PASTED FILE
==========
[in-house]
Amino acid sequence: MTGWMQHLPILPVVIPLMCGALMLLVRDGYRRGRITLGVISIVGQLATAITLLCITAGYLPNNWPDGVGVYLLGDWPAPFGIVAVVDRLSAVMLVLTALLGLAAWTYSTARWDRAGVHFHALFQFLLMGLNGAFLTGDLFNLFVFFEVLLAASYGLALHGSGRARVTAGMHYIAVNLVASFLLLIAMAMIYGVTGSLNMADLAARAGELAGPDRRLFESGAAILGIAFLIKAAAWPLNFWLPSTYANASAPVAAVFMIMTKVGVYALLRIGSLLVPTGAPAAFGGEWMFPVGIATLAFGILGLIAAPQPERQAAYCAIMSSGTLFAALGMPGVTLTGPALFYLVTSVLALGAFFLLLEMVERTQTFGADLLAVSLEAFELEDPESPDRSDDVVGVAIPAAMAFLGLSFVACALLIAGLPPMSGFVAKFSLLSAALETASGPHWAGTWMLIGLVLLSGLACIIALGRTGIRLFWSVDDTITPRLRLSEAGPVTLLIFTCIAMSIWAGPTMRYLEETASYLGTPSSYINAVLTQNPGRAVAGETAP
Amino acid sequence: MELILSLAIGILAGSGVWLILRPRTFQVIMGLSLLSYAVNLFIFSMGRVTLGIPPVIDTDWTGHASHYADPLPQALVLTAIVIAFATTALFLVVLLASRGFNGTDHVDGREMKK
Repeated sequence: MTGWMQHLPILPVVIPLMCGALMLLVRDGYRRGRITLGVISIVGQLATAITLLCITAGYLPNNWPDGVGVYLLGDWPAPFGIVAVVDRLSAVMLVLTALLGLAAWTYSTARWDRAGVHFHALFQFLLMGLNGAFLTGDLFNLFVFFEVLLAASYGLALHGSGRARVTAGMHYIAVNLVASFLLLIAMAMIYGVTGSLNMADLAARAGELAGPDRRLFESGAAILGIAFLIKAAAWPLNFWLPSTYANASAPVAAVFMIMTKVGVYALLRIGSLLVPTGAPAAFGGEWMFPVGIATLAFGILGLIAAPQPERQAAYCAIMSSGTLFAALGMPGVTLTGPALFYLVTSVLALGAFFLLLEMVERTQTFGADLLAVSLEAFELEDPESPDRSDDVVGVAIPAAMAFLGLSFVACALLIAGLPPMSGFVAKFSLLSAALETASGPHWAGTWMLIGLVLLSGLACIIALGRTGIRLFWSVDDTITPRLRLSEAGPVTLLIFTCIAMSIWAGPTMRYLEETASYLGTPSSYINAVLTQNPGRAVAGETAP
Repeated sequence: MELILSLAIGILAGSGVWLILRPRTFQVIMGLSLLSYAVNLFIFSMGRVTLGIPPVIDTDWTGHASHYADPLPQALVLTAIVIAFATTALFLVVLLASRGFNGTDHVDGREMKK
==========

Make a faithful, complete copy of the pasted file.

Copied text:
[in-house]
Amino acid sequence: MTGWMQHLPILPVVIPLMCGALMLLVRDGYRRGRITLGVISIVGQLATAITLLCITAGYLPNNWPDGVGVYLLGDWPAPFGIVAVVDRLSAVMLVLTALLGLAAWTYSTARWDRAGVHFHALFQFLLMGLNGAFLTGDLFNLFVFFEVLLAASYGLALHGSGRARVTAGMHYIAVNLVASFLLLIAMAMIYGVTGSLNMADLAARAGELAGPDRRLFESGAAILGIAFLIKAAAWPLNFWLPSTYANASAPVAAVFMIMTKVGVYALLRIGSLLVPTGAPAAFGGEWMFPVGIATLAFGILGLIAAPQPERQAAYCAIMSSGTLFAALGMPGVTLTGPALFYLVTSVLALGAFFLLLEMVERTQTFGADLLAVSLEAFELEDPESPDRSDDVVGVAIPAAMAFLGLSFVACALLIAGLPPMSGFVAKFSLLSAALETASGPHWAGTWMLIGLVLLSGLACIIALGRTGIRLFWSVDDTITPRLRLSEAGPVTLLIFTCIAMSIWAGPTMRYLEETASYLGTPSSYINAVLTQNPGRAVAGETAP
Amino acid sequence: MELILSLAIGILAGSGVWLILRPRTFQVIMGLSLLSYAVNLFIFSMGRVTLGIPPVIDTDWTGHASHYADPLPQALVLTAIVIAFATTALFLVVLLASRGFNGTDHVDGREMKK
Repeated sequence: MTGWMQHLPILPVVIPLMCGALMLLVRDGYRRGRITLGVISIVGQLATAITLLCITAGYLPNNWPDGVGVYLLGDWPAPFGIVAVVDRLSAVMLVLTALLGLAAWTYSTARWDRAGVHFHALFQFLLMGLNGAFLTGDLFNLFVFFEVLLAASYGLALHGSGRARVTAGMHYIAVNLVASFLLLIAMAMIYGVTGSLNMADLAARAGELAGPDRRLFESGAAILGIAFLIKAAAWPLNFWLPSTYANASAPVAAVFMIMTKVGVYALLRIGSLLVPTGAPAAFGGEWMFPVGIATLAFGILGLIAAPQPERQAAYCAIMSSGTLFAALGMPGVTLTGPALFYLVTSVLALGAFFLLLEMVERTQTFGADLLAVSLEAFELEDPESPDRSDDVVGVAIPAAMAFLGLSFVACALLIAGLPPMSGFVAKFSLLSAALETASGPHWAGTWMLIGLVLLSGLACIIALGRTGIRLFWSVDDTITPRLRLSEAGPVTLLIFTCIAMSIWAGPTMRYLEETASYLGTPSSYINAVLTQNPGRAVAGETAP
Repeated sequence: MELILSLAIGILAGSGVWLILRPRTFQVIMGLSLLSYAVNLFIFSMGRVTLGIPPVIDTDWTGHASHYADPLPQALVLTAIVIAFATTALFLVVLLASRGFNGTDHVDGREMKK